Kabul: Afghans defied Taliban threats to vote Saturday in a second-round presidential election, as US-led combat troops wind down a 13-year war that has failed to defeat the insurgents.
The early hours of voting were largely peaceful though officials said a Taliban rocket hit a polling station in the eastern province of Logar, killing two voters, and two rockets exploded near Kabul airport causing no casualties.
The run-off election will decide whether former foreign minister Abdullah Abdullah or ex-World Bank economist Ashraf Gani leads the country into a new era of declining international military and civilian assistance.
President Hamid Karzai is due to step down after ruling the country since 2001, when a US-led offensive ousted the austere Taliban regime for sheltering Al Qaida militants behind the 9/11 attacks.
“We are very proud to be choosing our favourite candidate,” he said after voting.
“Today Afghanistan goes from a transition period toward long-lasting peace and stability.”
A smooth handover in Afghanistan’s first democratic transfer of power would be a major achievement for the international effort to establish a functioning state after the depredations of the Taliban era.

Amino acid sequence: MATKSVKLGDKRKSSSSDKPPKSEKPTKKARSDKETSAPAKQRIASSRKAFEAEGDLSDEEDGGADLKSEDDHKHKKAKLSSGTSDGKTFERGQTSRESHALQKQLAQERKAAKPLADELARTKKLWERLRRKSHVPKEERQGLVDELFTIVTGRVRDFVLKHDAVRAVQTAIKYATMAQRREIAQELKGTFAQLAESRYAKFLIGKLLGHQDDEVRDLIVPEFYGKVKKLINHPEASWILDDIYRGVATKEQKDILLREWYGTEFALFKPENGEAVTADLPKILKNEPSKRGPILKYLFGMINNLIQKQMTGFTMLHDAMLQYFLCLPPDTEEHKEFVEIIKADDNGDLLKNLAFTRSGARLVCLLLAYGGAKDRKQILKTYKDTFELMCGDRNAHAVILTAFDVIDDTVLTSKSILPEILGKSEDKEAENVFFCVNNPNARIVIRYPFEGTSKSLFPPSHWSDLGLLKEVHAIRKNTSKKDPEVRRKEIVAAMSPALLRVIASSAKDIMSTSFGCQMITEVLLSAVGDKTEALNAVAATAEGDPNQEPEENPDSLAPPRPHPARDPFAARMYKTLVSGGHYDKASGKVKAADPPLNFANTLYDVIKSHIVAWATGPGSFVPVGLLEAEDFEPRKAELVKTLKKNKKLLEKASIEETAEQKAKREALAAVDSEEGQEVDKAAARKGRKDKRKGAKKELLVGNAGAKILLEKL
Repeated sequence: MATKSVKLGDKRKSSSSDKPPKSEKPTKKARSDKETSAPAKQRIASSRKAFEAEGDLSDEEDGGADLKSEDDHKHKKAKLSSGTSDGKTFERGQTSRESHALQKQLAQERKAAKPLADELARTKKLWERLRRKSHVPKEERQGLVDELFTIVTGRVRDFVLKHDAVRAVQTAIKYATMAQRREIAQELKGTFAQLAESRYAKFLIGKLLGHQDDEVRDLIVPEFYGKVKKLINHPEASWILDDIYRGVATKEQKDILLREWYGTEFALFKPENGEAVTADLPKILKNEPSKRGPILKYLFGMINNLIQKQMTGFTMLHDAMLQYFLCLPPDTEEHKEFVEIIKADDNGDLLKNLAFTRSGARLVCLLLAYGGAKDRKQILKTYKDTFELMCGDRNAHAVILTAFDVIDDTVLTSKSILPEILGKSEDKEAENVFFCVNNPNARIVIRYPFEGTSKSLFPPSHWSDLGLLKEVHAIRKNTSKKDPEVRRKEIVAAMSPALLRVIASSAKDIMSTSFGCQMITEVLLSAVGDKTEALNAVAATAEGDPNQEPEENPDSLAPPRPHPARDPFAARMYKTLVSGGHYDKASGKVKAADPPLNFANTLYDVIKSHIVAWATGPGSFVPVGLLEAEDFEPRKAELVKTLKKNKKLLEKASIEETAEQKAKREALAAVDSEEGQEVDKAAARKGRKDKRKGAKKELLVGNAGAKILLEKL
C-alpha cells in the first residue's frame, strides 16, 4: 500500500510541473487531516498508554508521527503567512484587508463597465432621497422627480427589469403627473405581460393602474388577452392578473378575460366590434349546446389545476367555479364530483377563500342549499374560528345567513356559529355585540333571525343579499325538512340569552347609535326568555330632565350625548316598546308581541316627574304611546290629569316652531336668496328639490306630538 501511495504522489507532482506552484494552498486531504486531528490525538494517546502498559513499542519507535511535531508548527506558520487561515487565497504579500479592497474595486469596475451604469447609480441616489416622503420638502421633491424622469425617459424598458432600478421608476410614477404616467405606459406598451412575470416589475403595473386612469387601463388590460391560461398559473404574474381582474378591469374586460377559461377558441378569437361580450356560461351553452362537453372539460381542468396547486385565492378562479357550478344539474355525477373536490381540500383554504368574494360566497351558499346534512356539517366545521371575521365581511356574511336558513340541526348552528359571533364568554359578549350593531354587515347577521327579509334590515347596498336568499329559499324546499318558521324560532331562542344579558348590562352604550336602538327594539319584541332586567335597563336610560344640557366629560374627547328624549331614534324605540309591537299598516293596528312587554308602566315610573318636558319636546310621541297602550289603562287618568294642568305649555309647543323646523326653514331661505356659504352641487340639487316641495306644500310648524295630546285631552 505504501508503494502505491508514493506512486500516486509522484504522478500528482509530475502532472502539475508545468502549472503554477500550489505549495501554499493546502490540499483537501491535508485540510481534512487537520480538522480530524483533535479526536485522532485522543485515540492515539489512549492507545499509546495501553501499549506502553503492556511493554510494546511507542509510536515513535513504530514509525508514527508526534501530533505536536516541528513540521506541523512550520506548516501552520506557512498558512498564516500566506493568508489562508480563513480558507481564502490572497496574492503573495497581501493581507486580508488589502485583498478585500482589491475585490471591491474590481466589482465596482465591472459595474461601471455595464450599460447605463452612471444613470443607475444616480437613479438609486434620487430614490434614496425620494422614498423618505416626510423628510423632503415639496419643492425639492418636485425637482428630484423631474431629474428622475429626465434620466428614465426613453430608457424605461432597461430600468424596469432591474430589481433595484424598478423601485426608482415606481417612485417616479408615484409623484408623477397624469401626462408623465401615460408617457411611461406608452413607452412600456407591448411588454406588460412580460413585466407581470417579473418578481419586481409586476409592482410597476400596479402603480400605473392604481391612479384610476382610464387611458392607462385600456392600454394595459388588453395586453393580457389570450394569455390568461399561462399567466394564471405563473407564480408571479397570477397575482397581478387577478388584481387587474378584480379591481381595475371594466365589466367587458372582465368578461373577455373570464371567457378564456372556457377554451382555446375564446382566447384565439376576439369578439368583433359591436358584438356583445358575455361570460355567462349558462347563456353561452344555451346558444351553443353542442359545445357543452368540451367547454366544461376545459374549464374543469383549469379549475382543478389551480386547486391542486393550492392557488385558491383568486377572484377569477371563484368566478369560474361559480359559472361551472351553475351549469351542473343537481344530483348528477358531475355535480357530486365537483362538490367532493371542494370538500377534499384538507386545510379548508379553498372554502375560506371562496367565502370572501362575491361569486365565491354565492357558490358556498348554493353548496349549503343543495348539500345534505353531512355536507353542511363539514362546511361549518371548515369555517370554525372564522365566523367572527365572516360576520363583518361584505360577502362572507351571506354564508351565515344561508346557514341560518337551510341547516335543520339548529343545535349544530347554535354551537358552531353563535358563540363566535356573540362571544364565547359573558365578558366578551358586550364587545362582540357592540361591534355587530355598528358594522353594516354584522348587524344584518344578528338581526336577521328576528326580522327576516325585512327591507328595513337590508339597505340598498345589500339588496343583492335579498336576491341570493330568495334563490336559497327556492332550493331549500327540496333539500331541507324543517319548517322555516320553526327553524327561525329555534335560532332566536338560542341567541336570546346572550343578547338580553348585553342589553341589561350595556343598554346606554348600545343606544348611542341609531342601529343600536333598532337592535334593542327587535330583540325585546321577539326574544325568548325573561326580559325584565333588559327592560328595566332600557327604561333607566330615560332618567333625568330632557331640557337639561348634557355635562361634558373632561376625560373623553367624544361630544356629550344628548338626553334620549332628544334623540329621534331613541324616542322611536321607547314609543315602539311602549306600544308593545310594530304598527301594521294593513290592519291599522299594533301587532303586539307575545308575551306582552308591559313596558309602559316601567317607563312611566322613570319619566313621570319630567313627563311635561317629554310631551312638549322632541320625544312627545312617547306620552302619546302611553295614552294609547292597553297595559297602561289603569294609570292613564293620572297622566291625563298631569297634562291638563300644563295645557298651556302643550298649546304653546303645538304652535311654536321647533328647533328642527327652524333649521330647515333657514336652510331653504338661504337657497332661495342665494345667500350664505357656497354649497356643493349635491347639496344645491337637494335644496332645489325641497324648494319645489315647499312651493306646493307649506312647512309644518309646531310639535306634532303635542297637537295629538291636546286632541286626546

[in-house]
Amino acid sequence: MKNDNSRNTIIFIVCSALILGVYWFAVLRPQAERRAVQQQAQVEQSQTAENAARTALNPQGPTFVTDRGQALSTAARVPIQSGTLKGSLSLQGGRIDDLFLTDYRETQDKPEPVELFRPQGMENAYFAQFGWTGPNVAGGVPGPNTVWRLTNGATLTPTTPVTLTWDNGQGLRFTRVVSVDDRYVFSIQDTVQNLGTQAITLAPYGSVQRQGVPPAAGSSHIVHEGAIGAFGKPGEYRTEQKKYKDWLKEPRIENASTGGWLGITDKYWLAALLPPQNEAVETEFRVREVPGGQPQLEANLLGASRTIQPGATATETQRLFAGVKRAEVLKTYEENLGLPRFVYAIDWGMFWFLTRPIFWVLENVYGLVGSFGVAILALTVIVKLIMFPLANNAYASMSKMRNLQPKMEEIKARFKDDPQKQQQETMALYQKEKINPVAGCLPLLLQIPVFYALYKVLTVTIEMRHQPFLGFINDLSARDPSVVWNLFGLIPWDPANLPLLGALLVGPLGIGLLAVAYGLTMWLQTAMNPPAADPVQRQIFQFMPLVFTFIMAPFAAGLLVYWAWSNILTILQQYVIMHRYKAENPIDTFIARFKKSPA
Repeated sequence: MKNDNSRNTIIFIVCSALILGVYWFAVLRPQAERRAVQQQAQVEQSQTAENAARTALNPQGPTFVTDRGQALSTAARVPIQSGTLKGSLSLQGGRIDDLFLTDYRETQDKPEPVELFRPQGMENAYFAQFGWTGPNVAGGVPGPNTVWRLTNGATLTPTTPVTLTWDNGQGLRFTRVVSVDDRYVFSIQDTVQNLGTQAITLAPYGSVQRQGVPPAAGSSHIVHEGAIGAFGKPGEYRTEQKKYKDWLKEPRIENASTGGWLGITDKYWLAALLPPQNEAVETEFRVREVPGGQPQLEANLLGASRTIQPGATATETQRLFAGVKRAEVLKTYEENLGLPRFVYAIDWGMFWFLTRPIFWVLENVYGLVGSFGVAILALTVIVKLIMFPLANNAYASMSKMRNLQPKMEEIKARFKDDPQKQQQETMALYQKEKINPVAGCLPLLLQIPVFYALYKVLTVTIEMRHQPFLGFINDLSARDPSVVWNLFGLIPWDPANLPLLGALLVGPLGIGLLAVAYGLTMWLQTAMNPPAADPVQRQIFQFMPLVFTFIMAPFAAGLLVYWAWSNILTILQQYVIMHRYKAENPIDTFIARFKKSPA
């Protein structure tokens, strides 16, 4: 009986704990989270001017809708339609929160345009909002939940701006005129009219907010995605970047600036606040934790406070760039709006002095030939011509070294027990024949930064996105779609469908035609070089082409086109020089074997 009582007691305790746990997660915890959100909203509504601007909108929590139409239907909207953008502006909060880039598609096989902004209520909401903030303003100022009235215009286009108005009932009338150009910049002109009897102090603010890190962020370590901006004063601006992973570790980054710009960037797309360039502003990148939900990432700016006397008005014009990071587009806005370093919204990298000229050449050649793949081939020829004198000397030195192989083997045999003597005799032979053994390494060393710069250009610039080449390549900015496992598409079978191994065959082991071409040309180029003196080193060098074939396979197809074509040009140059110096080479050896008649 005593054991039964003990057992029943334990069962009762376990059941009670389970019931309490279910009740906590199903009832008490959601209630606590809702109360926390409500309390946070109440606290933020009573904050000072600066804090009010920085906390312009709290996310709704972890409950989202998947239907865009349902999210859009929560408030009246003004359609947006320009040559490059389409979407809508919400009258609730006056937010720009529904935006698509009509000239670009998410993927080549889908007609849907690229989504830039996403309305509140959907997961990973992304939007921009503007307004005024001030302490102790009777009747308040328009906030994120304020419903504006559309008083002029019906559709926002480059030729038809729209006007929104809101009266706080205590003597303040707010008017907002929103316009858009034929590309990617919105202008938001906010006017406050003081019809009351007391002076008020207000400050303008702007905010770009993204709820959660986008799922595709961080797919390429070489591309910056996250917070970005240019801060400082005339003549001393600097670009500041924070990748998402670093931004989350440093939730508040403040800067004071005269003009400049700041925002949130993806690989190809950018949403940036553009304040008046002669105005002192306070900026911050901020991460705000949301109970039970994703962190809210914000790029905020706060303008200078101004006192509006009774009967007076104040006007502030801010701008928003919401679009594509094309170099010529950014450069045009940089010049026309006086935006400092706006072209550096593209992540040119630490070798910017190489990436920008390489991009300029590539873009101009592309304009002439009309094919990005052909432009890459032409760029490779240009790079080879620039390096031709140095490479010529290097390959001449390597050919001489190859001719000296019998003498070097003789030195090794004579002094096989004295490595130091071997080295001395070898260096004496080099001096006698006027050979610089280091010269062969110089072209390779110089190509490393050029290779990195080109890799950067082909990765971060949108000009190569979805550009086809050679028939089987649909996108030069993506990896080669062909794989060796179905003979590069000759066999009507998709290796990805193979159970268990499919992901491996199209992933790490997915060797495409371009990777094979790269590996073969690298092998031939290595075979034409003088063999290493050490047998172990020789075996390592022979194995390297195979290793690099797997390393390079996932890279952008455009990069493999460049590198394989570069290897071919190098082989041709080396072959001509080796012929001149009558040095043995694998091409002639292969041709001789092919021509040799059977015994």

In the first-round vote in April, the insurgents failed to launch a single high-profile attack and voter turnout was more than 50 per cent.
But the stakes were high on Saturday with the Taliban issuing specific threats to target polling stations and widespread fears that electoral fraud could produce a contested result.
On the eve of the run-off, UN head of mission Jan Kubis issued a stark warning to candidates’ supporters not to resort to the ballot-box stuffing that marred the 2009 election when Karzai retained power.
Both candidates cast their ballots in Kabul before dipping a finger in ink to register that they had voted.
“We do not want even one fraudulent vote for us,” Abdullah told reporters, while Ghani said via Twitter: “We ask everyone to prevent, avoid and discourage people from rigging.”
Abdullah secured 45 per cent of the first-round vote with Ghani on 31.6 per cent, after investigations into fraud claims from both sides.
The two candidates came top of an eight-man field in the April election, triggering the run-off as neither reached the 50 per cent threshold needed for outright victory.
Security and jobs
On the campaign trail, they offered similar pledges to tackle rampant corruption, build much-needed infrastructure and protect citizens from violence.
“I want someone who can improve our economy, create jobs and improve our lives,” said Janat Gul, 45, a shopkeeper voting in Kabul.
“If the economy is good there will be no insurgency, everyone will be busy working, not fighting.”
Harsh terrain and poor roads make holding an Afghan election a logistical challenge, with thousands of donkeys used to transport ballot boxes to remote villages.
Counting the ballot will take weeks. The preliminary result is due on July 2 and a final result on July 22.
Ahead of the vote, the Taliban said that polling booths would be targeted by “non-stop” assaults.
“By holding elections, the Americans want to impose their stooges on the people,” the insurgents said on their website.
On Saturday, they said their fighters had attacked scores of polling stations and security outposts around the country, but Afghan officials reported no major assaults.